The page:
European Short Course Championships: Two World Records By Russia Highlight Night

HERNING, Denmark, December 13. THE second night of the European Short Course Championships featured two more world records on the board, both from the Russians.

Women’s 800 free
Denmark’s Lotte Friis looked pretty strong early during the women’s 800 free, pushing the pace hard throughout the first 400 meters, but she just didn’t have enough in the tank to hold off the world-record holder Mireia Belmonte Garcia of Spain in the back half.

Belmonte Garcia threw down an 8:05.18 to win her second continental title of the meet following her 200 fly victory on night one. That swim would have ranked her third in the world behind Lauren Boyle’s 8:01.22 if she hadn’t already broken the 8:00 barrier with a 7:59.34 at the Berlin stop of the FINA World Cup. That swim was a bit more lucrative considering the boatloads of cash and World Cup points on offer.

Friis, meanwhile, wound up second overall in 8:08.68. That clipped her previous season best time of 8:09.84 from the Eindhoven stop of the World Cup but wasn’t fast enough to challenge the truly strong times of Belmonte Garcia and Boyle from this year.

The Netherlands’ Sharon Rouwendaal clinched third-place overall in 8:14.24 in the final heat. Great Britain’s Jaz Carlin turned up the heat during prelims with an 8:16.91 in heat one, nearly making the podium from the slower-seeded heats.

Germany’s Leonie Beck (8:18.78), Germany’s Sarah Kohler (8:18.97), Great Britain’s Hannah Miley (8:19.87), Slovenia’s Tjasa Oder (8:22.09), France’s Coralie Balmy (8:22.82) and Italy’s Martina Caramignoli (8:24.63) also made the top 10 in the timed final event.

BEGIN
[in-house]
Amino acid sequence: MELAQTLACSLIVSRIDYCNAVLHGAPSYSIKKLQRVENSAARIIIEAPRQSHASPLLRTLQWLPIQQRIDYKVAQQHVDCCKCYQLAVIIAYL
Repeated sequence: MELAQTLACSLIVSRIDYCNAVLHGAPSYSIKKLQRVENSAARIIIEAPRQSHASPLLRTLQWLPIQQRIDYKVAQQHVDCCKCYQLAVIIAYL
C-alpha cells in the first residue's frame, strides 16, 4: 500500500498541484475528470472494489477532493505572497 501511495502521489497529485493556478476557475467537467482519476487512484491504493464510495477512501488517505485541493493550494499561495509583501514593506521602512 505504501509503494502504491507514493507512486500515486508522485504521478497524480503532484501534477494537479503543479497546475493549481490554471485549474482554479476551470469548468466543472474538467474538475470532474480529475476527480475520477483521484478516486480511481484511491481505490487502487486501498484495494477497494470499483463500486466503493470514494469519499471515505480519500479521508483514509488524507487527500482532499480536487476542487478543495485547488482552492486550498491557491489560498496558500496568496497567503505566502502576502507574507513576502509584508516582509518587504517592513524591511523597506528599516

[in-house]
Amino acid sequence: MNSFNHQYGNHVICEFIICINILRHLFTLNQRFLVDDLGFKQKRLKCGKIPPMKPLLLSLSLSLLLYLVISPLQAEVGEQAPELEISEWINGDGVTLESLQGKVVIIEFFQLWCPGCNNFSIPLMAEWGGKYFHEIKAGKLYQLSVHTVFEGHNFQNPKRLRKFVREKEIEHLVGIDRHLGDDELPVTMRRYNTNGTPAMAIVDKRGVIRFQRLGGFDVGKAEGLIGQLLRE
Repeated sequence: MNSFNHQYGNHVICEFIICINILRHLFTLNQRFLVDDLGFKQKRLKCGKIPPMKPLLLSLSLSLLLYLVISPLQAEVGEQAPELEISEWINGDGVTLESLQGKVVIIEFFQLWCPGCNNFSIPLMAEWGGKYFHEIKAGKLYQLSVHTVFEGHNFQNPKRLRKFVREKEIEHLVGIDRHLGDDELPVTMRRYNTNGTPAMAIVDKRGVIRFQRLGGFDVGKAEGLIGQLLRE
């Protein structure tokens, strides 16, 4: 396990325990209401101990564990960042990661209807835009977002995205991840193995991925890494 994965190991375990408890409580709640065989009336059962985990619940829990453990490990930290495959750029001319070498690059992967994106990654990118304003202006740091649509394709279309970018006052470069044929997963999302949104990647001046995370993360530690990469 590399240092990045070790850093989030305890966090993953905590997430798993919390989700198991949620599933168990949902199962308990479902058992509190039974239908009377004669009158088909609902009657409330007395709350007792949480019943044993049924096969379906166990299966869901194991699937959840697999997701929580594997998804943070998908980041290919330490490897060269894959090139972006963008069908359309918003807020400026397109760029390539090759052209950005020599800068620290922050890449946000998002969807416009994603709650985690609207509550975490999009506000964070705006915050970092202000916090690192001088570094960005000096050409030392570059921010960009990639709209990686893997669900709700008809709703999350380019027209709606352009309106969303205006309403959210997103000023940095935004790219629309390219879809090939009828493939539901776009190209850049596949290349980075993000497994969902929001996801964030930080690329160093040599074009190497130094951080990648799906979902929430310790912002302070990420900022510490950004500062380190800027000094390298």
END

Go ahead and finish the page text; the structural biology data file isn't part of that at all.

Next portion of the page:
Men’s 400 IM
With European record holder Laszlo Cseh out after an injury in the 200 IM last night, Hungary’s Davis Verraszto filled the void in the distance medley with a 4:03.48 for the win. That was two seconds off Verraszto’s fifth-ranked season best of 4:01.25 from the Berlin stop of the FINA World Cup, but was enough to score the Hungarian the continental title in the event.

Israel’s Gal Nevo touched just behind Verraszto with a 4:03.50 as he couldn’t hold off Verraszto final split of 27.99 compared to Nevo’s 28.09 down the stretch. The swim pushed Nevo to seventh in the world rankings.

Italy’s Federico Turrini closed out the podium with a third-place time of 4:03.94. That put Turrini eighth in the world, just ahead of Tyler Clary’s 4:04.35 from Eindhoven.

Germany’s Tim Wallburger (4:05.24), Russia’s Semen Makovich (4:06.33), Ukraine’s Maxym Shemberyev (4:07.56), Portugal’s Diogo Carvalho (4:08.67), Germany’s Jacob Heidtmann (4:10.64) and Russia’s Alexander Tikhonov (4:10.80) placed fourth through ninth, while Denmark’s Chris Christensen drew a disqualification.